Gail Griffin is a Republican Arizona state representative who wants to help fund President Donald Trump’s proposed border wall by taxing pornography.
The bill would require all manufacturers to preinstall porn-blocking software on all electronic devices sold in Arizona and then have the state charge people a $20 fee to disable the blocker.
The bill would also criminalize disabling the blocker without approval.
The money would then be used, according to the proposal, among other things, to help fund Trump’s proposed border wall with state funds.
The Free Speech Coalition has called the bill “clearly unconstitutional.”
Here’s what you need to know:
1. Gail Griffin Wants to Tax Porn to Fund Border Wall
Griffin’s House Bill 2444 would require manufacturers to preinstall porn blockers on all computers and electronic devices sold in the state. Failing to do so would be a class 1 misdemeanor.
People who then want to access porn must submit an official request to the state, provide proof of age, and pay a $20 fee to the State of Arizona along with whatever fee the manufacturer requires.
The money from the fees would then go into a fund created by the bill, called the John McCain Human Trafficking and Child Exploitation Fund, which would give grants to “to uphold community standards of decency” and “developing, expanding or strengthening programs for victims of sex abuse.”
At the top of her list of things the grant money can be used for is “build a border wall between Mexico and this state or fund border security.”
2. Griffin’s Proposal Called ‘Unconstitutional’
Mike Stabile, a spokesman for the Free Speech Coalition, told The Arizona Mirror that the bill would violate the First Amendment.
“It’s pretty clearly unconstitutional,” he said, adding that similar efforts have been defeated in other states though “the border wall twist is new.”
The Mirror reported that the bill appears to be linked to anti-gay activist Chris Sevier, who is best known for trying to marry his computer in protest of same-sex marriage.
Sevier has pushed similar measures and runs a website called “Human Trafficking and Child Exploitation Prevention Act,” which is the short title for Griffin’s bill. Sevier has sued states in stunts to protest gay marriage and laws barring discrimination against gay people.
“He’s been doing this all across the country,” Stabile said.
3. Griffin Has Been in Office On and Off Since 1997
Griffin represents her hometown of Hereford, Arizona in the state House of Representatives.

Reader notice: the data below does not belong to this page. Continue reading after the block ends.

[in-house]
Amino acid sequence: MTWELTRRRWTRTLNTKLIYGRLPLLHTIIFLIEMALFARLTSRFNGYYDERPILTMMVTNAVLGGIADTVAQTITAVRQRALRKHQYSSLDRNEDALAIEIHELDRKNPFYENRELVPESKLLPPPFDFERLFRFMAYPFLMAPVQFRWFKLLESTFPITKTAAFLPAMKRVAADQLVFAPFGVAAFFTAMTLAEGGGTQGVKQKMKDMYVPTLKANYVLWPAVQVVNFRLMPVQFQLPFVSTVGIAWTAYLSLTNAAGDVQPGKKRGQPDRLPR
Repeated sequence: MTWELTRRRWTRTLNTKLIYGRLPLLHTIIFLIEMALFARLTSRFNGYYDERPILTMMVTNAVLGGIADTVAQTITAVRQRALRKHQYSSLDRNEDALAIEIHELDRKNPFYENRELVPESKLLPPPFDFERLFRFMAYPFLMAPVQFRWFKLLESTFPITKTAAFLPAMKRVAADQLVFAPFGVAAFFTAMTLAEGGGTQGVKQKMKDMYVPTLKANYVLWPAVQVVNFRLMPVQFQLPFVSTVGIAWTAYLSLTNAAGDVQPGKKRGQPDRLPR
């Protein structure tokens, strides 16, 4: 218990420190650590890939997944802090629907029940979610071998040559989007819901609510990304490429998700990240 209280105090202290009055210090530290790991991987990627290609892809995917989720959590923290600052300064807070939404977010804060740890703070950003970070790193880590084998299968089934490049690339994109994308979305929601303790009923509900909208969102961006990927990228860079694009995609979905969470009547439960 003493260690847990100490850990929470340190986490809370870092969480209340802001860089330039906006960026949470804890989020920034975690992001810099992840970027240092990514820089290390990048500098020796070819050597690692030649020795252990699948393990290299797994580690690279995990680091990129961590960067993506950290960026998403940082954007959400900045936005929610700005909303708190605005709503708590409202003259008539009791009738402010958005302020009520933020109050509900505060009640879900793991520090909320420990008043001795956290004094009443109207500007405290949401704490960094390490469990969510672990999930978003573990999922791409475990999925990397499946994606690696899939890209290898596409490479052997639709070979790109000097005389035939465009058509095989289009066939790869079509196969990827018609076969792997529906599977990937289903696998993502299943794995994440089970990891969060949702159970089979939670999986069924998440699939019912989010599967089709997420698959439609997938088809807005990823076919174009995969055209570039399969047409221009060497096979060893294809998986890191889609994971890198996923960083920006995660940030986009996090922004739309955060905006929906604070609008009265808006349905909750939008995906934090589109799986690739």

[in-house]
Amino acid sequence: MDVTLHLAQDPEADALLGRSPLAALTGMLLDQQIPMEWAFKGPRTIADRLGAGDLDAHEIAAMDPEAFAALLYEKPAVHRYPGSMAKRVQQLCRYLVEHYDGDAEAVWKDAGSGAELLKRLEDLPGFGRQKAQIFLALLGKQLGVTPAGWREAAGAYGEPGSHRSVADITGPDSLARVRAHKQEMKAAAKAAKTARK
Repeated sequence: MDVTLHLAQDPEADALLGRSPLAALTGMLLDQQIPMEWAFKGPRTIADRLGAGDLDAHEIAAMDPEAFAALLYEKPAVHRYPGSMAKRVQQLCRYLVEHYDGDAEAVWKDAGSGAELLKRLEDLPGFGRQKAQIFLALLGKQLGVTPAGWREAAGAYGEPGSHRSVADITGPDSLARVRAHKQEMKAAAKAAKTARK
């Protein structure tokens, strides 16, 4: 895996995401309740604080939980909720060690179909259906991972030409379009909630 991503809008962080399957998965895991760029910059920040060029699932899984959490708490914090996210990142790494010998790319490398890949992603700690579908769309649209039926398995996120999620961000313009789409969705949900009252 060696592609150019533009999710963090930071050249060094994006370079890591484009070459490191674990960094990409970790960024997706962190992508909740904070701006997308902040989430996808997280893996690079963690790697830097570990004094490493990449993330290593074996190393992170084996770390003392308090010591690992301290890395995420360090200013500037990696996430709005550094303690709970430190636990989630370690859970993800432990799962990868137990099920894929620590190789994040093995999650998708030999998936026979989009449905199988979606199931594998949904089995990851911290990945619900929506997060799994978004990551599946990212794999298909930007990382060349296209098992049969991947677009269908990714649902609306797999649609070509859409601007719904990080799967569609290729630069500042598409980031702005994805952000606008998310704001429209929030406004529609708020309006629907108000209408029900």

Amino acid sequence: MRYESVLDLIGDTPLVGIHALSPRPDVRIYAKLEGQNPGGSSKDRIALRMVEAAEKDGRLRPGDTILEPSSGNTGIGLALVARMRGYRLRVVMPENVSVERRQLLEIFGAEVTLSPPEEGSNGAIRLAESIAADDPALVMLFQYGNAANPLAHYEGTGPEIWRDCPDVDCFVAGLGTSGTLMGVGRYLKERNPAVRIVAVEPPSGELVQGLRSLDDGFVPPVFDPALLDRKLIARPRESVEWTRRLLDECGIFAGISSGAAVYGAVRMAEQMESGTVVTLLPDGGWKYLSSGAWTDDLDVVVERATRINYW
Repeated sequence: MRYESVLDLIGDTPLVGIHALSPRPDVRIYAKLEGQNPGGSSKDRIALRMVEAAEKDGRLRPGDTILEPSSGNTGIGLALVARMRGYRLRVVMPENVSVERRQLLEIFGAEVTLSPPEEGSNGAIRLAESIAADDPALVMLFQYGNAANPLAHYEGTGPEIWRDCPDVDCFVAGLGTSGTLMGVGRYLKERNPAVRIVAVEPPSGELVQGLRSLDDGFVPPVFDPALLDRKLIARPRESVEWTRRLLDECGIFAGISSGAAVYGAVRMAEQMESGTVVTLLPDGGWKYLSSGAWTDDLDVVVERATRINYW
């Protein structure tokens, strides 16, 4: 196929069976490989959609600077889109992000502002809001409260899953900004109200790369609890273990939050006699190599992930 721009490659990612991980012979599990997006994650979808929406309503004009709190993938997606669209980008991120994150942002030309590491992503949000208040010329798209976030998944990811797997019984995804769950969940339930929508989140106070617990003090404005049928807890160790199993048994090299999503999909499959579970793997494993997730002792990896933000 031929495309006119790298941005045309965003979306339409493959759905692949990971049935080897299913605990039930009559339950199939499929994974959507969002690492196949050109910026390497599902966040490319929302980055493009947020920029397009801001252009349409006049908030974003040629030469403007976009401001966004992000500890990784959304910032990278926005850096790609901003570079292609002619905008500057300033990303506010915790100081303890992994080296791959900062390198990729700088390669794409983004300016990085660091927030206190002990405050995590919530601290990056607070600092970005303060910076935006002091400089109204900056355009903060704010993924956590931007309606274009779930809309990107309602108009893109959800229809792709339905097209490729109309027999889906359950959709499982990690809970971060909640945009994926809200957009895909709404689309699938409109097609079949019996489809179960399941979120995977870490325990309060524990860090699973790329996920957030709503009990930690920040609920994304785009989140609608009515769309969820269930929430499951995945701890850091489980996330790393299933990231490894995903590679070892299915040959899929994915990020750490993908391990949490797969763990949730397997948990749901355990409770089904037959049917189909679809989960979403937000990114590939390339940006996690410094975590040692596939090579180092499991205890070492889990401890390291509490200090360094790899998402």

She was sworn in earlier this month after previously representing her district in the State Senate from 2013 to 2019. According to Vote Smart, she served as the Majority Whip of the state Senate from 2015 to 2019.
She previously served a short stint in the Arizona House of Representatives between 1997 and 2001.
According to Vote Smart, Griffin has worked as a real estate broker at Sierra Vista Realty since 1975.
4. 15 Other State Legislatures Considering Taxing Porn
At least 15 state legislatures have considered the “Human Trafficking Prevention Bill,” which would block and tax online pornography, according to the Electronic Frontier Foundation.
The EFF successfully worked to defeat at least a dozen previous versions of the bill in various states. The EFF linked the efforts to Sevier, writing that, “In short, the HTPA is part of a multi-state effort coordinated by the same person behind a bill to delegitimize same-sex marriages as ‘parody marriages.'”
The bill has been introduced in Hawaii, Illinois, Indiana, Iowa, Kansas, Maryland, Mississippi, Missouri, New Mexico, New Jersey, New York, Rhode Island, South Carolina, Tennessee, Virginia, West Virginia, and Wyoming.
5. Republican State Lawmakers Trying to Use State Funds to For Trump’s Proposed Wall
Along with Griffin’s effort to help fund Trump’s proposed border wall, which has not gotten underway after Republicans failed to fund any portion of the wall for two years while holding a majority in both chambers of Congress, other Republicans are trying to use state funds to help fund the wall as well.
Montana state Sen. Scott Sales said he will propose a bill that will allocate $8 million in state funds to help build the proposed wall.
Sales told CNN the $8 million is a “very small contribution in the effort to provide border security” and that his proposal is “in a way a symbolic measure to highlight this issue that I think should be of concern to every single citizen.”
Three Republican West Virginia state lawmakers have also announced they will introduce a bill to use $10 million in state funds to help build the wall.
Delegate Caleb Hanna, who is cosponsoring the bill with Delegates Carl Martin and Patrick Martin, told Fox News he thinks “the wall is a crucial part in addressing West Virginia’s drug problem.” He said he wants to “take 10 million of West Virginia’s $200 million surplus and give it directly to the southern border to help build the wall.”